Review Backlog: Randy Newman

Randy Newman (composer): The Princess and the Frog Original Soundtrack
2009, purchased via iTunes, January 2010

I used to dislike Randy Newman’s music, or at least the music he released under his own name. I hated his voice: slurred, mumbly and capable of communicating only one attitude: sarcasm. I found his choice of subject matters lazy and the endless stream of character-based songs tiresome. I was aware that some or all of these criticisms could be leveled at some of my favorite songwriters (I’m a rabid Richard Thompson fan, and he writes in-character songs that he performs with a severely limited vocal ability), but in Randy Newman’s case, I found the combination particularly grating.

Over time, though, I did learn to appreciate that Randy Newman could put words together like few other songwriters could, and that his melodic and lyrical style and piano arrangements were always instantly recognisable. And I did like his soundtrack for the movie Ragtime when I watched that many years ago. Unsurprisingly, then, I was delighted while watching The Princess and the Frog last Christmas, to recognise Newman’s style from the first few notes of the first song that was played. I would get to hear Newman’s writing for characters that weren’t set up for him to mock, and I would get to hear them performed by singers who aren’t Randy Newman. In my review of the movie, I already mentioned that the songs fit the characters and pace of the movie well. A year later, I can also confirm that they stand up well on their own. My favourite of the songs is “Friends on the Other Side” performed by Keith David and with irresistably menacing, bass backing vocals that are just barely under control. “Down In New Orleans” performed by none other than Dr. John, is another great performance that makes me wonder what Randy Newman’s regular albums would sound like if Dr. John performed them. On the other hand, it took me a while to warm to the instrumentals without the visuals to accompany them. They are perfectly listenable, but on their own, they are incomplete.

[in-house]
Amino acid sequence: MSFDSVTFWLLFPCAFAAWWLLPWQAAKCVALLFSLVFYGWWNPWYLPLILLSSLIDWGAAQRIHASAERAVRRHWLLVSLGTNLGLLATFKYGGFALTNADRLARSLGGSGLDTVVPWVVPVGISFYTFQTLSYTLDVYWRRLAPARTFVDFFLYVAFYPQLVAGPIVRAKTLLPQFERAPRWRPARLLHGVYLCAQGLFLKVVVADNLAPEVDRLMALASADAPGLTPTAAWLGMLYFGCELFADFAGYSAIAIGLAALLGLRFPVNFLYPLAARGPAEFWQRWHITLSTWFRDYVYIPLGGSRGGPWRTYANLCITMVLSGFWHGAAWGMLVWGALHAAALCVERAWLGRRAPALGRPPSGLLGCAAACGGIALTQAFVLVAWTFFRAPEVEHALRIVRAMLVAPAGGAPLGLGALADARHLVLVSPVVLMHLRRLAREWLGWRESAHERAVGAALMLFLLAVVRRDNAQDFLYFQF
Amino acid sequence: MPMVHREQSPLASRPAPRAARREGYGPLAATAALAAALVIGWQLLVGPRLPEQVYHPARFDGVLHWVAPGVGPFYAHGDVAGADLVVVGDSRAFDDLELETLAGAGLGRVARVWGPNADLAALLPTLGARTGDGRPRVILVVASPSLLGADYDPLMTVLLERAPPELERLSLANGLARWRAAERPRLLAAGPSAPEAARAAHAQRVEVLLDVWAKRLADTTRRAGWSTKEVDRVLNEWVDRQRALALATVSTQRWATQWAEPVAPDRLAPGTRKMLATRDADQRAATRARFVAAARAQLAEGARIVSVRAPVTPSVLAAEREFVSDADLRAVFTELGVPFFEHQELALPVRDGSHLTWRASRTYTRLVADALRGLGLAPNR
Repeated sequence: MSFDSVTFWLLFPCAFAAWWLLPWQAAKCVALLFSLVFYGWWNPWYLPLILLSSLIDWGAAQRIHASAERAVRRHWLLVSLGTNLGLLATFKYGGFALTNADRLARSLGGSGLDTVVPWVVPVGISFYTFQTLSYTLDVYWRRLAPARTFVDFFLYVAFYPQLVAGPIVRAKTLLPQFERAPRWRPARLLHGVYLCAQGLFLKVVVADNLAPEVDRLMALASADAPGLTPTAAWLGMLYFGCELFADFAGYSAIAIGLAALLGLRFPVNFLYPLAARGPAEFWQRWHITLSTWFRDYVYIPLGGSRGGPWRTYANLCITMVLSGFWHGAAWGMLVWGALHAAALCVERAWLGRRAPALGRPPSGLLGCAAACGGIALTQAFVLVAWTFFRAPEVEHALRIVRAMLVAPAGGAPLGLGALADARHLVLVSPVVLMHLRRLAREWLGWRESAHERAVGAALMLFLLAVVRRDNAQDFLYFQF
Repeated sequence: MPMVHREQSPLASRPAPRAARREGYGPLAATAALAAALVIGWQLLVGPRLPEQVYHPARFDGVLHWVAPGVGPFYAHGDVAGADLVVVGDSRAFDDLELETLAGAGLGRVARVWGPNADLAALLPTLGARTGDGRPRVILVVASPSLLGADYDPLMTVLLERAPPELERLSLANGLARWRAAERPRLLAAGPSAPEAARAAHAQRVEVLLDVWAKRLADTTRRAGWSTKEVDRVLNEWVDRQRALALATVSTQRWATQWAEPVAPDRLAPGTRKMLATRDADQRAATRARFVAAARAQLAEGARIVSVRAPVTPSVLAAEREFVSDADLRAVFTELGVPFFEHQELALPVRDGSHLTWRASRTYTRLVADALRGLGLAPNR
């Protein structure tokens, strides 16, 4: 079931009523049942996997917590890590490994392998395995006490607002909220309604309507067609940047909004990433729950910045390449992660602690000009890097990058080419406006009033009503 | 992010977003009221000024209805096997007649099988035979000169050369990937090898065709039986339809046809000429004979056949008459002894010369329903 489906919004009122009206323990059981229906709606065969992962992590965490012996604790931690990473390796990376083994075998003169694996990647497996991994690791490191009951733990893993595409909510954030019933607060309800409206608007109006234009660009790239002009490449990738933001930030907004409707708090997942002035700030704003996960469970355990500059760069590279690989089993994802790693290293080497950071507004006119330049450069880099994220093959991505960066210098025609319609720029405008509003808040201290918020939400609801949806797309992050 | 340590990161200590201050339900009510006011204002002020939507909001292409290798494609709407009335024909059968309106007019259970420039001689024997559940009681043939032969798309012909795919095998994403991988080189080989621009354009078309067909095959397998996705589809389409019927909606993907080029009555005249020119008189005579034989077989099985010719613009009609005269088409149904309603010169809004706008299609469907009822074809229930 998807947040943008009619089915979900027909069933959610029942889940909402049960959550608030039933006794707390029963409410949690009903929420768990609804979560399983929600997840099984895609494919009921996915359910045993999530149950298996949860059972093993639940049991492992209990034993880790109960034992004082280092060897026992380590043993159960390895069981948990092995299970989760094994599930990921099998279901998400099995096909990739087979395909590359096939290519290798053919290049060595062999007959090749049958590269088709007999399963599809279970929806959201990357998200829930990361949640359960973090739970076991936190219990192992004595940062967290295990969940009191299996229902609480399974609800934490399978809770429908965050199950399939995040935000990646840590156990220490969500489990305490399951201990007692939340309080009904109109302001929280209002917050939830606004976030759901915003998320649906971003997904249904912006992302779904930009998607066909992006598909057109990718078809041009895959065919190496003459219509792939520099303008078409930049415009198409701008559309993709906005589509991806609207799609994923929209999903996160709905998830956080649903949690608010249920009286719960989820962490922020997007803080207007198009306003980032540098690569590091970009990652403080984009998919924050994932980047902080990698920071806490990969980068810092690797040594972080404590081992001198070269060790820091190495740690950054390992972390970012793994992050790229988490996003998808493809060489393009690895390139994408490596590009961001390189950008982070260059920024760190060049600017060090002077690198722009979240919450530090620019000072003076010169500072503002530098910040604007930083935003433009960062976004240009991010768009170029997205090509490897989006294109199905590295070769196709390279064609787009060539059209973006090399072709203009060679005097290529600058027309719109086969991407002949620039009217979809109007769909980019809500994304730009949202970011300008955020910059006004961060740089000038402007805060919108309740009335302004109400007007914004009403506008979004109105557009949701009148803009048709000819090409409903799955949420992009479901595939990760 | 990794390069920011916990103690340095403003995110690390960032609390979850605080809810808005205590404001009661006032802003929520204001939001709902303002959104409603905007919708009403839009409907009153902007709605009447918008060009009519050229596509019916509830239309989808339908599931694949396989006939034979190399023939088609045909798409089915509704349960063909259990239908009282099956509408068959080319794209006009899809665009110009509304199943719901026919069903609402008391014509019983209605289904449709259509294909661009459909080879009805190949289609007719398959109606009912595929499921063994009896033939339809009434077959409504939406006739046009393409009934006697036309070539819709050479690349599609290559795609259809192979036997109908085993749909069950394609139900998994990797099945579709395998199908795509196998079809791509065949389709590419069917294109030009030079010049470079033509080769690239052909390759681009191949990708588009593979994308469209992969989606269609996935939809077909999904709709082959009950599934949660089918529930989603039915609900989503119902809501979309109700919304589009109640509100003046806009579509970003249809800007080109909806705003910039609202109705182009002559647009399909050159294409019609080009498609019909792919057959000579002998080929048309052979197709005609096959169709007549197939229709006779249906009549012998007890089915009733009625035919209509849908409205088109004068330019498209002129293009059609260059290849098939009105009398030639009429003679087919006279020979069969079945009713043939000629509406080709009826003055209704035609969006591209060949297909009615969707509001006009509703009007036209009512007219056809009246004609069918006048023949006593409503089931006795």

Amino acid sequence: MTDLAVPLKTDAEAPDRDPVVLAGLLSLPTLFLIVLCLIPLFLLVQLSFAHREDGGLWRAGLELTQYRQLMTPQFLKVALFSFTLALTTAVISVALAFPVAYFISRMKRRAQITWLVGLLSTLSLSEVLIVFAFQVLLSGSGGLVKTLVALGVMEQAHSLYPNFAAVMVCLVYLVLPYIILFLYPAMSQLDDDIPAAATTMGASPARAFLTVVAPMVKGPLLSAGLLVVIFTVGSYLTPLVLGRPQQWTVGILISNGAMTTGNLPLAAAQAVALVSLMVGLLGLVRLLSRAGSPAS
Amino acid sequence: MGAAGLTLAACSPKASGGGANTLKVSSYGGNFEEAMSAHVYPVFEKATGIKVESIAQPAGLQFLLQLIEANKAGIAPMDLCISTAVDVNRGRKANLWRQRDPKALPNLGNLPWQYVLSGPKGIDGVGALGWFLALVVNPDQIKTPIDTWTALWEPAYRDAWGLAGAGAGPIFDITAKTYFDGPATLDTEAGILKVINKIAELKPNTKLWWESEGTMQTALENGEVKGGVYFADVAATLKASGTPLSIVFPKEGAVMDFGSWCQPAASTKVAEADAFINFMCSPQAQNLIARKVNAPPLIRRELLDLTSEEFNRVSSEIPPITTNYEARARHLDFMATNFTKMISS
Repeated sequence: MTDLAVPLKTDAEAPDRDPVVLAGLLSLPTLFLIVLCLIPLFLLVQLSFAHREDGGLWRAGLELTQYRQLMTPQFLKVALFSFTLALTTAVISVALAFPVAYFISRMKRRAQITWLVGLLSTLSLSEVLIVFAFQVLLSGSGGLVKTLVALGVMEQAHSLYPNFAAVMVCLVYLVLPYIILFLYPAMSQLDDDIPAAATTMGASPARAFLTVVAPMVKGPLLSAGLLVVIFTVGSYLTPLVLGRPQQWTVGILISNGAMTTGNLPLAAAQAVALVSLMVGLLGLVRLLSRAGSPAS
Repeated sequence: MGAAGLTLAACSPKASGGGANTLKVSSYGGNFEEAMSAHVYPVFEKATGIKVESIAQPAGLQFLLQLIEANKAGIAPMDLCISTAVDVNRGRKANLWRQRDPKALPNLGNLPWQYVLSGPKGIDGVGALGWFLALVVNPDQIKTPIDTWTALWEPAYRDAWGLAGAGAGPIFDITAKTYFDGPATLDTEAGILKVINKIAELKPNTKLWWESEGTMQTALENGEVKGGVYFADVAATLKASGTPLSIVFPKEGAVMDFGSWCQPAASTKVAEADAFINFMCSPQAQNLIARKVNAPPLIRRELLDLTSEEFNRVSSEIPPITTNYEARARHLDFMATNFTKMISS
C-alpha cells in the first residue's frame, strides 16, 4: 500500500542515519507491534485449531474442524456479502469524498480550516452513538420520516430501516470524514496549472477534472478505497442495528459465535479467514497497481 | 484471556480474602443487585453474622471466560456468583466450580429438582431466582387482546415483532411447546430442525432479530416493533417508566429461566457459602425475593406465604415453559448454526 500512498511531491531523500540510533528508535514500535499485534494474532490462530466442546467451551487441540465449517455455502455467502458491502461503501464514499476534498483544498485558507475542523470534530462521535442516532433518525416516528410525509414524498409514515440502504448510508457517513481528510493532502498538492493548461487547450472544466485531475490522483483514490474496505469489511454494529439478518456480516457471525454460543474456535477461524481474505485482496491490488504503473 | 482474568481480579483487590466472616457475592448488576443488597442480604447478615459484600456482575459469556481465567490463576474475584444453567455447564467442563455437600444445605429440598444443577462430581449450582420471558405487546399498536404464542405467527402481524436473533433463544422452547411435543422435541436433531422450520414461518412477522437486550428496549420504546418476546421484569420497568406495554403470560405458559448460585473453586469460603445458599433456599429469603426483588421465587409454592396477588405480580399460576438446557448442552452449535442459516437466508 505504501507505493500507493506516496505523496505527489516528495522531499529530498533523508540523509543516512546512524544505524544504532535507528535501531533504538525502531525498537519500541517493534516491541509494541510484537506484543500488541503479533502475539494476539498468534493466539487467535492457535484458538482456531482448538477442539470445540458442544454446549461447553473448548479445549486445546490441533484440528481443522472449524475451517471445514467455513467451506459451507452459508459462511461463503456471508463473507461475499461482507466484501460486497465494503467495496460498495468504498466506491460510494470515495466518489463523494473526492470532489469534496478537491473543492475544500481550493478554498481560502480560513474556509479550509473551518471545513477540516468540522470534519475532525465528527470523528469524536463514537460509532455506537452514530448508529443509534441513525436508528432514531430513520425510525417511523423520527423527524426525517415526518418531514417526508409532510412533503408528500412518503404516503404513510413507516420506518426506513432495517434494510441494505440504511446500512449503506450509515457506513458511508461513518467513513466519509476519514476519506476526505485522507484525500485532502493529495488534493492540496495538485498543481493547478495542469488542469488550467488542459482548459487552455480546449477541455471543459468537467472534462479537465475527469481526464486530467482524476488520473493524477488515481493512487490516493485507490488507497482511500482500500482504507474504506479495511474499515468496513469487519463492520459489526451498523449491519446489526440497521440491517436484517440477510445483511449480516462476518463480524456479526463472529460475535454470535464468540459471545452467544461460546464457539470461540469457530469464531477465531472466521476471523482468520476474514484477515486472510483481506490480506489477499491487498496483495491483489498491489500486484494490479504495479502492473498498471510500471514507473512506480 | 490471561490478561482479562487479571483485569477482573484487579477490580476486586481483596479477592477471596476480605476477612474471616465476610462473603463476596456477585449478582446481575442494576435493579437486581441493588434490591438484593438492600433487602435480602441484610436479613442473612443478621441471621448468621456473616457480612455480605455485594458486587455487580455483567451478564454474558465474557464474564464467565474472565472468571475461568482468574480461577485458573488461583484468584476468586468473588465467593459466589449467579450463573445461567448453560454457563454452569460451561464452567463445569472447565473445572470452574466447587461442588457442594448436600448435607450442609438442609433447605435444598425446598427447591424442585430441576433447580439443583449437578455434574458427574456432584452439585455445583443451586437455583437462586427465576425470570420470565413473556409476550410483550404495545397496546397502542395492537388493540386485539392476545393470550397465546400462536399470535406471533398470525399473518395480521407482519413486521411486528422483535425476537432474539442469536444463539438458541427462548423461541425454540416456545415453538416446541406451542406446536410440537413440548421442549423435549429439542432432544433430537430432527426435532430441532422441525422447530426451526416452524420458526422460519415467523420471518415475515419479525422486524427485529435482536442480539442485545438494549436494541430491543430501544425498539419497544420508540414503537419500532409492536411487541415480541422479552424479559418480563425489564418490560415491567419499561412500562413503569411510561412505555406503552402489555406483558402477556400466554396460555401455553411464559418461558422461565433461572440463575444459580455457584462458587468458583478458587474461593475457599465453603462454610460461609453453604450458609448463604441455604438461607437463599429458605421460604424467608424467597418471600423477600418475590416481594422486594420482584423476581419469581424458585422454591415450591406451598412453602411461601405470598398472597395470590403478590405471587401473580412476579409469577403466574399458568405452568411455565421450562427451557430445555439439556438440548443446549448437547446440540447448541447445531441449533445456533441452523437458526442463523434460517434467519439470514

One odd track out is “Never Knew I Needed”, which I don’t even remember from viewing the movie, but which must have been played over the end credits. It’s a straightforward R&B track written and performed by Ne-Yo. It’s a good song that managed to break through my resistance against electronics-heavy R&B, but it does not belong in the same musical universe as the rest of the music on this record.